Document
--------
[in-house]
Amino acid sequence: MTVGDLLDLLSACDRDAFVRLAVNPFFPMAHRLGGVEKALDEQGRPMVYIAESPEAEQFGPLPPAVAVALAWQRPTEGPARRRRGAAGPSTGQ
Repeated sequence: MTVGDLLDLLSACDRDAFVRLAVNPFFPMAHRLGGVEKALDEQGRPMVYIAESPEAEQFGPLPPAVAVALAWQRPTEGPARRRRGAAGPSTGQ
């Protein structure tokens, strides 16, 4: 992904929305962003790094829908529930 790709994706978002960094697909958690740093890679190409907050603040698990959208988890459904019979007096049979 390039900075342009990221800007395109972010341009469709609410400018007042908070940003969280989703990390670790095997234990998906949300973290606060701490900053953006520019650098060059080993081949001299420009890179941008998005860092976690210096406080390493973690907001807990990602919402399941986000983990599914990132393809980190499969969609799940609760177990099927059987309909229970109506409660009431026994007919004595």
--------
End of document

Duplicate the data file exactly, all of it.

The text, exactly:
[in-house]
Amino acid sequence: MTVGDLLDLLSACDRDAFVRLAVNPFFPMAHRLGGVEKALDEQGRPMVYIAESPEAEQFGPLPPAVAVALAWQRPTEGPARRRRGAAGPSTGQ
Repeated sequence: MTVGDLLDLLSACDRDAFVRLAVNPFFPMAHRLGGVEKALDEQGRPMVYIAESPEAEQFGPLPPAVAVALAWQRPTEGPARRRRGAAGPSTGQ
């Protein structure tokens, strides 16, 4: 992904929305962003790094829908529930 790709994706978002960094697909958690740093890679190409907050603040698990959208988890459904019979007096049979 390039900075342009990221800007395109972010341009469709609410400018007042908070940003969280989703990390670790095997234990998906949300973290606060701490900053953006520019650098060059080993081949001299420009890179941008998005860092976690210096406080390493973690907001807990990602919402399941986000983990599914990132393809980190499969969609799940609760177990099927059987309909229970109506409660009431026994007919004595």